Editor's note: The American Heart Association released on Monday its first-ever scientific statement on added sugar for children. It's part of an aggressive approach the organization is taking on this issue, one that you will be reading more about in this space in the coming weeks and months.
If you have children 18 or younger, I encourage you to look in your pantry and pull out three of your kids' favorite items. For variety's sake, pluck one each from breakfast, lunch and dinner.
Next, locate the nutrition labels and add up the amount of sugar.
Odds are, your total will be above 25 grams ... perhaps even well above. And that's just too much.
A new scientific statement from the American Heart Association recommends that no one between the ages of 2 and 18 should consume more than 25 grams of added sugars per day. That's 6 teaspoons, or 100 calories.
The statement, based on several scientific studies, also recommends no more than 8 ounces of sugary beverages per week. That's less than a typical 12-ounce can of soda. But the problem goes well beyond soda, because sugars' also added in to sports drinks, sweet tea and some so-called fruit drinks also can be packed with sugars.
This guidance goes beyond the notion of avoiding an extra cookie for dessert. Excess sugar is a big problem, and the American Heart Association is committed to working hand-in-hand with parents to improve nutrition information, expand consumer choice for healthier options, and change policies that contribute to kids' sugary diets.
The reason is simple. There's a direct correlation between excess sugar consumption and cardiovascular diseases. The more added sugar we consume, the more at risk we are for heart disease, diabetes, high blood pressure and unhealthy cholesterol levels.
While Americans of all ages are at risk, our first guidance is for children because many products they love are packed with added sugars, and it's obvious that we must improve the health of our next generation.
Now let's get back to your pantry.
How close to 25 grams did you get by adding up just three items?
A quick disclaimer: The nutrition facts panel currently lists total sugar, so this calculation is merely a ballpark figure. However, added sugars must be detailed on labels by July 2018.
Natural sugars -- such as fructose in fruit, and lactose in milk and dairy products -- are OK. The red flags are sugars that are added to foods. Some are concentrated from other foods and others are extracted or made from other foods. They go by a variety of names, such as corn sweetener, corn syrup, dextrose, glucose, high-fructose corn syrup, invert sugar, malt syrup, maltose, sucrose and trehalose. Seeing any of these terms near the front of the ingredients list means the food or beverage may be loaded with added sugars.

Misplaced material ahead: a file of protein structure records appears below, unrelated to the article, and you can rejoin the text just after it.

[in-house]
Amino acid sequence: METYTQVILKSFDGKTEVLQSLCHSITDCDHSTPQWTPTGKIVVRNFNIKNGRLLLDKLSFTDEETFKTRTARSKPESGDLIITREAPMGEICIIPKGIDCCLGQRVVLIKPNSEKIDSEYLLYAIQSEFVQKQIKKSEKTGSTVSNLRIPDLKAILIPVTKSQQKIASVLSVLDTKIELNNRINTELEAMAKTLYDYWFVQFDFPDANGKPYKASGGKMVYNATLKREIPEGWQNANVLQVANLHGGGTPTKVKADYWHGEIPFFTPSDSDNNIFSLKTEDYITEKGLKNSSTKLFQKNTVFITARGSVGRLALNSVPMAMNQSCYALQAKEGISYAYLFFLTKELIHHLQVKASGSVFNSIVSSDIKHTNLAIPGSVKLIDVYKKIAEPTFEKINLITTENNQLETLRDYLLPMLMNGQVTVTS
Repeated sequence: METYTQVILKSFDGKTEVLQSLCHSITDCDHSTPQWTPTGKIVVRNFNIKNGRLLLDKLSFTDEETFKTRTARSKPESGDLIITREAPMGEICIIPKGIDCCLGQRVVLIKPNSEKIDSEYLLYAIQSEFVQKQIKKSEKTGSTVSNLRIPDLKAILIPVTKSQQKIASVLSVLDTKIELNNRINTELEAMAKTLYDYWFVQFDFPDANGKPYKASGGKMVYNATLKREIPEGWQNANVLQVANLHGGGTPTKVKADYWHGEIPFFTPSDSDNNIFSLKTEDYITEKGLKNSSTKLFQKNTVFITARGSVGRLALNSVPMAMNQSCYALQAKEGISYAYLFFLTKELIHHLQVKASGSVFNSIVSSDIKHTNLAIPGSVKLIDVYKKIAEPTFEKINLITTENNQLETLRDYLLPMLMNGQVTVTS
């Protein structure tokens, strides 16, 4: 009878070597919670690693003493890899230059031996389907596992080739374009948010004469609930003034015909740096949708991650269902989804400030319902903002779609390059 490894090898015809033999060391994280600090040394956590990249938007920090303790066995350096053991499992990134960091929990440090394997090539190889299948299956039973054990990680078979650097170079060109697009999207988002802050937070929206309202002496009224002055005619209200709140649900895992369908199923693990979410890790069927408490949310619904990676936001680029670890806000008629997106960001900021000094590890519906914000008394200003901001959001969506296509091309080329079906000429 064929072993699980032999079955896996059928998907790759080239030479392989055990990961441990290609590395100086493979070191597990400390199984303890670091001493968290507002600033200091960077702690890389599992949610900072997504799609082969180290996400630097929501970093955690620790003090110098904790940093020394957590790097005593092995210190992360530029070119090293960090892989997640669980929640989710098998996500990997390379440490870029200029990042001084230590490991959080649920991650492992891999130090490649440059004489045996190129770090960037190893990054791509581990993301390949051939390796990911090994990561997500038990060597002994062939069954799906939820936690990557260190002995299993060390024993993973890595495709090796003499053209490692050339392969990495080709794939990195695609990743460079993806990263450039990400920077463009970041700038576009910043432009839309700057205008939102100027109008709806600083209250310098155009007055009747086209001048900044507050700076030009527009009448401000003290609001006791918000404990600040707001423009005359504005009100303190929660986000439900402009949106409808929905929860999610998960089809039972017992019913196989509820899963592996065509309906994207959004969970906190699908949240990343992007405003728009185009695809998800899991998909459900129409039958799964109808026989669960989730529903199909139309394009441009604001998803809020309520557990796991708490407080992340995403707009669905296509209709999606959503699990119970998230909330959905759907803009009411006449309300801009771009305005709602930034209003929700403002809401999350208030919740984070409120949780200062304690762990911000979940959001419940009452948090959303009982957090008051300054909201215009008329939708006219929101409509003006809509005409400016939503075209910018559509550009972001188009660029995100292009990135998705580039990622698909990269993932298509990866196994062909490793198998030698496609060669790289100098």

You also may be wondering about the blanket statement of 25 grams (or 6 teaspoons) for a wide age range across both genders and all ethnicities, and without factoring in height, weight or activity level.
The simple answer is that it's a target. Individual needs may vary, but the important thing is paying attention to added sugars and controlling intake. After all, if your child is eating, say, 75 grams of sugars a day, then getting down to 50 is a good start, and a smart approach to eventually weaning to 25.
Does 75 grams sound like a lot of added sugars? Well, that's exactly how much Dr. Miriam Vos, the lead author of the statement, says the typical American child consumes daily. She added that children drink their age in sugary drink servings each week. And all these sugars amount to lots of empty calories. These aren't the calories kids need because of their important nutrients; no, empty calories are the ones that lead to children becoming overweight or obese.
Another aspect of this scientific statement is that children younger than 2 should completely avoid added sugars. Their diets should be packed with the foods people of every age should be striving to eat, such as fresh fruits and vegetables, whole-grains, milk, lean meat, poultry and fish.
We develop our taste for foods early in life, so the more toddlers learn to crave healthy foods -- and the longer they wait to eat sugar-packed alternatives -- the more likely they are to become healthier eaters as adults.
The AHA is not alone in encouraging reduced sugar consumption.
Last year, the World Health Organization recommended that adults and children reduce their intake of "free sugars" to less than 10 percent of total calories. "Free sugars" is WHO's term for sugars that are added to food and drinks during processing. WHO also said that reducing free sugars to less than 5 percent of calories would be even more beneficial; well, that comes out to about 25 grams, or 6 teaspoons, just as our statement recommends.
The 2015 Dietary Guidelines for Americans by the Food and Drug Administration also recommended fewer than 10 percent of calories come from added sugars.
In a way, all this data confirms what we already knew: Too much added sugar is a problem.
Yet now we have some tools to do something about it. We have the research that gives us hard numbers to aim for, and the information on the food labels that can help guide us, with even more-detailed information coming in less than two years.
From my perch, we are headed in the right direction. I hope the view from your pantry will soon be headed that way, too.